"It is a distraction," head coach Doug Plank said. "Everyone wants to have an answer and know what the final result is going to be. But we don't. You just have to trust in your leaders, both on the owners' side and the players' side, that reasonableness and fairness [will prevail]."
Player salary, housing and other issues top the list of problems. The starting quarterback currently earns $1,675 per game, but everyone else gets $400. Players who are traded in midseason often must pay the travel costs associated with getting from one team to the next.
Neither side has covered itself in glory during the dispute, which basically has been brewing since the league resumed play following the cancellation of the 2009 season. A player strike in Week 1 forced Cleveland and Pittsburgh to play with replacement players. Then a strike by Cleveland players caused the first-ever forfeit of a game on June 8. That was countered by an open letter to fans by AFL commissioner Jerry Kurz on Tuesday, which the players union matched with its own lengthy response shortly thereafter.
Ever see two sides get into an email or Twitter war? That's what this feels like.
"It's hard," Soul wide receiver Donovan Morgan said disgustedly. "For the guys that don't have names in this league, they're going to be looking for jobs. Guys are going to be out of jobs if a lockout happens. That's one of the things [weighing] on a lot of these young guys. They're going to be wondering whether they're going to have a job next week."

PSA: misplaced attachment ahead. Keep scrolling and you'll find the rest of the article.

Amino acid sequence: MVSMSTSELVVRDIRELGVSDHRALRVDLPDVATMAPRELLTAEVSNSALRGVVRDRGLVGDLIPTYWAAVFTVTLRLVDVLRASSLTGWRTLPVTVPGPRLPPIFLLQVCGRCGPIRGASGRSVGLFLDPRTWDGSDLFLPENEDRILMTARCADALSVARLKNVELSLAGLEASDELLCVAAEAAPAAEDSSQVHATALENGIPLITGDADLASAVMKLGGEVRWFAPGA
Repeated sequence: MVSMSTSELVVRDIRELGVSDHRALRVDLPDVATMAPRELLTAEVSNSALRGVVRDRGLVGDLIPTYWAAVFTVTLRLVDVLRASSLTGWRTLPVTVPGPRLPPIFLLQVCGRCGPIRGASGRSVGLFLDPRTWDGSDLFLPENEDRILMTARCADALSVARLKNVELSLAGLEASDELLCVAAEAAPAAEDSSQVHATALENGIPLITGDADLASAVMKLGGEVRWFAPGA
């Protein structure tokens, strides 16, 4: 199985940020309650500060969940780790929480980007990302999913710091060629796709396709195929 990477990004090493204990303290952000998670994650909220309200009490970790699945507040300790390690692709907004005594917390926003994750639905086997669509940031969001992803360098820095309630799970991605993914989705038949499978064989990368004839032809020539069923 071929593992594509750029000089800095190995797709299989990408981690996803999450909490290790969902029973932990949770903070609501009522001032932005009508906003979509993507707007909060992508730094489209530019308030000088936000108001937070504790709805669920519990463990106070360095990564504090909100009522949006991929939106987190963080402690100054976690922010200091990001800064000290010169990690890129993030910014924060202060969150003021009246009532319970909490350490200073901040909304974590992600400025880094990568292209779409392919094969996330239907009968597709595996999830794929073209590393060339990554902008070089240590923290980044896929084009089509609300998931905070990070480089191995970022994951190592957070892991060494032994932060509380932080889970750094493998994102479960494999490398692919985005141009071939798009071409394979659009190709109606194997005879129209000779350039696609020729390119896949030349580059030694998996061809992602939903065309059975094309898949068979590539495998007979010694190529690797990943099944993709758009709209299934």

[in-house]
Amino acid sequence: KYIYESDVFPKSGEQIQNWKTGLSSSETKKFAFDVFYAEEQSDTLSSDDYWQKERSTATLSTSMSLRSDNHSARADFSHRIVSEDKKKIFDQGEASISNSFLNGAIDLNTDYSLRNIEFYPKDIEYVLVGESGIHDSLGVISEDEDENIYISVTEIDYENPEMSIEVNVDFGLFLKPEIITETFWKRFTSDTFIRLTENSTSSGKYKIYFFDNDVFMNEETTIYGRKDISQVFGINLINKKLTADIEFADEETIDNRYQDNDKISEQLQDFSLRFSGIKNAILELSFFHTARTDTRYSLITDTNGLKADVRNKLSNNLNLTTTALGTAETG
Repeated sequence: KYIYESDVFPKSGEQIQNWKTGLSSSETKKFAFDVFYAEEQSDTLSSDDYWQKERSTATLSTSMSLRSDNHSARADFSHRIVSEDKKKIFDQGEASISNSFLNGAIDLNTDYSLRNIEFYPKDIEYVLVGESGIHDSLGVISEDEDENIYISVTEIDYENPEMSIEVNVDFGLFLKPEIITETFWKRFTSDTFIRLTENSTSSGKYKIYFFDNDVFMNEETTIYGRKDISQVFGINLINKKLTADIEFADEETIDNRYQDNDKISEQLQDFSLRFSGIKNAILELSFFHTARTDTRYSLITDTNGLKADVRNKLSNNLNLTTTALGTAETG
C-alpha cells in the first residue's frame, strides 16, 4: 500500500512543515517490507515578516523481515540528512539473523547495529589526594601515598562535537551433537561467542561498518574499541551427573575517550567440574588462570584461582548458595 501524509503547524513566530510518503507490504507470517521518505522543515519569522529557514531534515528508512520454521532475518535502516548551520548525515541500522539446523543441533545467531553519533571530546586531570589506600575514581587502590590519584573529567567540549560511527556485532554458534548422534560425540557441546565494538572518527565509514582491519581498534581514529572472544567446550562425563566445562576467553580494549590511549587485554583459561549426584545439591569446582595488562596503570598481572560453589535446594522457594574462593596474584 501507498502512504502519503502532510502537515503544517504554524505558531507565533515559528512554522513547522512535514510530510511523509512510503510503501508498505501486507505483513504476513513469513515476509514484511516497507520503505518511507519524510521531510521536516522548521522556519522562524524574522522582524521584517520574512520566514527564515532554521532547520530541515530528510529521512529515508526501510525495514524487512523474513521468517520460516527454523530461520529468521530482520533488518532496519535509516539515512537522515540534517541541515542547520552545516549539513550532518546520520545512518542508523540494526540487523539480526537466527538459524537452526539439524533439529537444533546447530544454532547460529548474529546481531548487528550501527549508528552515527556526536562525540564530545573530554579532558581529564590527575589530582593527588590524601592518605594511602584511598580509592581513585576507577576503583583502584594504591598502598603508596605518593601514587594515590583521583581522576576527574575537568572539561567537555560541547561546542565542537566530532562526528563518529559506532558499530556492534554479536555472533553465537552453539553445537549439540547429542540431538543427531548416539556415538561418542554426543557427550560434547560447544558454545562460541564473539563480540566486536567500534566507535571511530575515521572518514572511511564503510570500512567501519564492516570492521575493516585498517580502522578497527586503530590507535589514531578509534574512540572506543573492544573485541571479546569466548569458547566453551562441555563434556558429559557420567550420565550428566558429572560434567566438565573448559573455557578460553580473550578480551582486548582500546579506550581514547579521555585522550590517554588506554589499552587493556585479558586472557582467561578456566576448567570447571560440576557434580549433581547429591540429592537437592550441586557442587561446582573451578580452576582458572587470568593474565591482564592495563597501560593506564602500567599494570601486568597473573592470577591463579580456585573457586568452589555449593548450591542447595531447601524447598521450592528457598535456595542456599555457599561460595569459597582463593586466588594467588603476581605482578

The NFL Network got spooked by all of the unrest and is no longer broadcasting games live on Friday evenings as it had done over the first 13 weeks. Instead, it'll show a game Saturday on tape delay. Hard to blame them.
The timing of a potential stoppage is lousy for the Soul, which controls the American Conference with a 10-3 record and is favored at least to reach the ArenaBowl championship game. Saturday's game at Jacksonville is safe (for now), but the team is slated to get home around noon on Sunday. The players then could be forced out of their team-managed apartments by 3 p.m. as replacement players are brought in.
"Right now, you can only worry about the things you can control," quarterback Dan Raudabaugh said. "I'm here to play football; a lot of these guys are. We're here for the right reasons. I just wish the union and the league can get on the same page so that we can keep playing football." n
Contact Ed Barkowitz at email@example.com.